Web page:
5 Ways to Drink Sustainably  cover

5 Ways to Drink Sustainably

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Fall is here! Thankfully, there are many opportunities to toast the season in a sustainable way!





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Cheers!

Cheers!

Fall is here! Thankfully, there are many opportunities to toast autumn in a sustainable way!

Sustainable Breweries

New Belgium Brewery

Sustainable Breweries

1. Support sustainable breweries. There are a growing number of breweries that are doing their part to minimize their impact on the environment. New Belgium for instance, utilizes the methane generated from the brewery's wastewater for 15% of their energy needs. The remaining 85% comes from a solar and wind power.

Go Organic

Wolaver’s Pumpkin Ale

Go Organic

2. Go organic. Organic beers are another way breweries are reducing their footprint. Ukiah-based Butte Creek Beers makes organic pilsnerss and IPAs using barley and hops that are not genetically modified and free of pesticides and articial fertilizers. Eel River, Peek, and Wolaver's are other organic options.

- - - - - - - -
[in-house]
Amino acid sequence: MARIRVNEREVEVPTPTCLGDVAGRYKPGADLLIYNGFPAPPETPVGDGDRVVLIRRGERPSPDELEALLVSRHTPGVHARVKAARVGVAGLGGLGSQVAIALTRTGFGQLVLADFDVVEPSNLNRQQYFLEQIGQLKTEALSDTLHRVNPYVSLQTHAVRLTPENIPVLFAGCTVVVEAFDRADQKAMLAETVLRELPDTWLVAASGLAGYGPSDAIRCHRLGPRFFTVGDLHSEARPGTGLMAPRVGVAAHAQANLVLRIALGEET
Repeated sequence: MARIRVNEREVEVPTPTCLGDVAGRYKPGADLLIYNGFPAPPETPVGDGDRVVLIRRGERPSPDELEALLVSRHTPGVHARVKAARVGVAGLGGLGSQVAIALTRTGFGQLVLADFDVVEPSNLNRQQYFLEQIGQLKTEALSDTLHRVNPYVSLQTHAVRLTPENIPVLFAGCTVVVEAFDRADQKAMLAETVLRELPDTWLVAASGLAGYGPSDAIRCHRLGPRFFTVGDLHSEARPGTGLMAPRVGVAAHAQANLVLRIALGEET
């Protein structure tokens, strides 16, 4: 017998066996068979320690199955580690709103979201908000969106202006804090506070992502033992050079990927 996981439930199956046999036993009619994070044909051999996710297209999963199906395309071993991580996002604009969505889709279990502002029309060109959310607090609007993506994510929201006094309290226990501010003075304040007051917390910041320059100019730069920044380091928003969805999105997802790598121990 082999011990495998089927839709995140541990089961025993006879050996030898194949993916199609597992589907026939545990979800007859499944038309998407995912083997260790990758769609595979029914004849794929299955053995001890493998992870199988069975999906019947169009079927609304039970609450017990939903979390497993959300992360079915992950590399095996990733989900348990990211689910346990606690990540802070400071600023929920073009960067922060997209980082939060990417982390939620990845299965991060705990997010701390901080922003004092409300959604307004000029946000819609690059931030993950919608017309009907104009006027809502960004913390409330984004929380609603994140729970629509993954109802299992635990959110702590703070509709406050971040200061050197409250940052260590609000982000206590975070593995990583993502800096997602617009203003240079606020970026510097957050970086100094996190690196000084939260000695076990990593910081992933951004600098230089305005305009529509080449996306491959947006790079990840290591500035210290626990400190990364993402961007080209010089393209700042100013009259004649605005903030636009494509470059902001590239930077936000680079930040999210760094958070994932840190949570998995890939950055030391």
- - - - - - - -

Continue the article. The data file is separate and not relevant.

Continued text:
Home Brew

Home Brew

Image by Tim Patterson/ (CC BY-SA 2.0)

Brew Your Own

3. Brew your own.

Thanks President Carter for making home brewing legal! For ultimate bragging rights, you can brew your own organic beer at home with just a few essential home brew tools. For a truly sustainable brewing, be sure to buy local, organic ingredients, reuse equipment and supplies (even yeast), compost spent grains and hops (or feed them to livestock), use biodegradable cleaning and sanitizing products, and keg the beer, instead of bottling individually.

Drink What's On Tap

© iStock

Drink What's On Tap

4. Drink what's on tap. Depending on the size, one full keg can divert up to 124 beer bottles, cans, or reusable cups from landfills. Only 30% of bottles are recycled, and it takes considerable resources to transport, recycle, and convert the raw material into new vessels. So next time you belly up, opt for draught rather than bottles.

Lose The Labels

Lose The Labels

© iStock

Labels Matter

5. Avoid beers with excessive packaging.

When you do buy bottles, avoid those with paper labels and foil wrapping. It doesn't seem like much, but when you consider that 85% of all alcohol consumed in the U.S. is beer, all those labels and wrappers add up. New Belgium reduced their annual cardboard usage by 150 tons (and consequently saved 174 metric tons of greenhouse gases) by minimizing the packaging in their 12-packs.

Cheers to sustainable beer!